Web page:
Have you ever gotten a speeding ticket?
If the answer’s yes, did you try telling the officer, ‘that wasn’t my intent’?
Or maybe you were just a MPH or two over the limit, did you try telling him, ‘I wasn’t speeding that much’?
When he got done laughing at you, did he still write you a ticket? My guess is, he did.
Welcome to NASCAR rule enforcement. The body has very little sympathy for intent or amount, and zero tolerance for infractions related to tires, fuel and engines.
Joe Gibbs Racing found this out the hard way yesterday – not that they shouldn’t have already known. When you move beyond the specified limits and beyond the tolerances provided, it’s likely NASCAR will throw the book at you.
JGR is facing, pending an appeal, a six race suspension and $200,000 fine for crew chief Jason Ratcliff, a loss of 50 driver and owner points, the loss of Kenseth’s win toward the Chase wild card berth, a six week suspension of Joe Gibbs’ owner license and the loss of owner points for the next six weeks thanks to a connecting rod that did not meet weight requirements. Toyota has also been docked five points toward the manufacturer’s championship.
The penalty was reminiscent of the one levied to Carl Long in 2009 after he was found with an illegal engine at the Sprint All Star race. Long was fined $200,000, docked 200 points (the equivalent of 50 points under the current system) and suspended for 12 races.
His suspension was eventually reduced on appeal, but he has been unable to pay the fine and hasn’t worked in the Cup Series since.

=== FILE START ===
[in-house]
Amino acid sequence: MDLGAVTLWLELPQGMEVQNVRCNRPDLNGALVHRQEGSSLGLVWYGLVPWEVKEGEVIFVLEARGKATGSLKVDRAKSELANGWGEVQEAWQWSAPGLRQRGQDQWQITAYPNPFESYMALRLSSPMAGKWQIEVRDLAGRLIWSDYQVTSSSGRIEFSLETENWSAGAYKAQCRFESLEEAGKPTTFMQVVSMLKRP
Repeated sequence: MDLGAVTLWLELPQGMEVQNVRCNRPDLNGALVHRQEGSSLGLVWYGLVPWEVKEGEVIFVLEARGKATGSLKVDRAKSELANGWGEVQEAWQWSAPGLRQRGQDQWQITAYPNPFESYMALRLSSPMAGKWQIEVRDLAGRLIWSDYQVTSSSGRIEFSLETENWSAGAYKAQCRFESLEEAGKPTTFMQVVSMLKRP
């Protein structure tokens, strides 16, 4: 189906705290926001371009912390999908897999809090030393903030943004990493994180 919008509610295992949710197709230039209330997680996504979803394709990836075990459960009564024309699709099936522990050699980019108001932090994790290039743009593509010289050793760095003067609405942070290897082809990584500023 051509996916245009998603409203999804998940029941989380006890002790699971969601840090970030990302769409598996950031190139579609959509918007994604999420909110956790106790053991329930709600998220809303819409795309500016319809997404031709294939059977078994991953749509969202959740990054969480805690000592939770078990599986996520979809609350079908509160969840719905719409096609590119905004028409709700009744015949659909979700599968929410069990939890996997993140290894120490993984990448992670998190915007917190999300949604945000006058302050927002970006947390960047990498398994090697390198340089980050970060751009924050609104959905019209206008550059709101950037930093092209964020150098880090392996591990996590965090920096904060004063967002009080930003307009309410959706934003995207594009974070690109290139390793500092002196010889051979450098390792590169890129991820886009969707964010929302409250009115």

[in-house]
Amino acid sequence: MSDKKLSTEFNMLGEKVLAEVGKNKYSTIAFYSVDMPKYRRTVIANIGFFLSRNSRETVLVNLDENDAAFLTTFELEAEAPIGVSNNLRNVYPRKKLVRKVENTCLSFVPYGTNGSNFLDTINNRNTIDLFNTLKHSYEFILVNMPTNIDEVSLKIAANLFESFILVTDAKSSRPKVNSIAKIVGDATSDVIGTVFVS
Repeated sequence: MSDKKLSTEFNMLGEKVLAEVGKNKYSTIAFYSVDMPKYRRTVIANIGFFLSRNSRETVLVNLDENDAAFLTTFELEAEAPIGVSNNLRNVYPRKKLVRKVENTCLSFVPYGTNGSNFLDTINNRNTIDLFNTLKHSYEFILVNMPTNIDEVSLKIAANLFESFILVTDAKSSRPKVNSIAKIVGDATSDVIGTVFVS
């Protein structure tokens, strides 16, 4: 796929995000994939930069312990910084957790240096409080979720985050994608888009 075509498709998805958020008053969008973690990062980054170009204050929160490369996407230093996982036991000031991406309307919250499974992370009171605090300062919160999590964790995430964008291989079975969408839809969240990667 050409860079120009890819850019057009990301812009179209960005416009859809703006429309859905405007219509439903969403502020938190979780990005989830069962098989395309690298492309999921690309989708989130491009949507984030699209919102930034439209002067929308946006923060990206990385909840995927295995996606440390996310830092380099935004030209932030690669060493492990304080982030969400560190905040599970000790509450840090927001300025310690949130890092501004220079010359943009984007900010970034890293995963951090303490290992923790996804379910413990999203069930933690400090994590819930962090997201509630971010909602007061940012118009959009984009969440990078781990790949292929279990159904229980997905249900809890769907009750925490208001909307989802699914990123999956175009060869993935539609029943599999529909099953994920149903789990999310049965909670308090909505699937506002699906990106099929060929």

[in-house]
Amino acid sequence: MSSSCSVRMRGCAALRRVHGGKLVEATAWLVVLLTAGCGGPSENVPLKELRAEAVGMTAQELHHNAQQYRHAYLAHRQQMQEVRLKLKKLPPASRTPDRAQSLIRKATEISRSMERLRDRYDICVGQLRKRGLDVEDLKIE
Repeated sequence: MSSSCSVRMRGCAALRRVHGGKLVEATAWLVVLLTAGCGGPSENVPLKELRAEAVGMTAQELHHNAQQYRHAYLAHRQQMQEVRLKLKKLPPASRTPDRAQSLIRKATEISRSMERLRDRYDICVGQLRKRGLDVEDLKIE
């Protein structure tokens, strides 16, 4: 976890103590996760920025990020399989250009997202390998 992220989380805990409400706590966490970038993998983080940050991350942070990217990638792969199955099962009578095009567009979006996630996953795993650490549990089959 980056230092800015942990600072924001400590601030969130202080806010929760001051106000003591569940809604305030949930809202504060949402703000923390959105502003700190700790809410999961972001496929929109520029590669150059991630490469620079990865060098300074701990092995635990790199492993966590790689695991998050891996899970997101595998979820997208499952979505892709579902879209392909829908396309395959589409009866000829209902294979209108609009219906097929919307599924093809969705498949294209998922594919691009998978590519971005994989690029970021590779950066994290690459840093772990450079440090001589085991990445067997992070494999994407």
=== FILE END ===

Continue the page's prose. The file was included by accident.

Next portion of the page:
Regardless of the claims of ignorance in both cases, there are two general rules that reign supreme: (1) the team is ALWAYS responsible for the equipment it uses, regardless of who/where it comes from; and (2) if the team exceeds tolerances, regardless of the amount, it has broken the rule.
Every team member, owner and driver knows this. And I suspect, at this point, most fans do too.
I understand all the arguments here – the amount that exceeded the tolerance was small; Gibbs didn’t have any control over this; they didn’t do this on purpose. In the end, none of them matter.
NASCAR, in 2013, is a sport of fractions of an inch and thousandths of a pound. Teams will do whatever they have to do, shave whatever they have to shave in order to score that competitive advantage (not saying that happened here). Because of this, the sanctioning body has to work hard to maintain the integrity of the sport and enforce the rule book, regardless of intent.
I sympathize with Gibbs. And if recent decisions are any indication, I suspect the appeals panel will reduce some of the penalties. But at the end of the day, NASCAR did what it had to do – send the message that engines are out of bounds, the Generation 6 car is not to be messed with and when they give you a rule book, they’re not joking.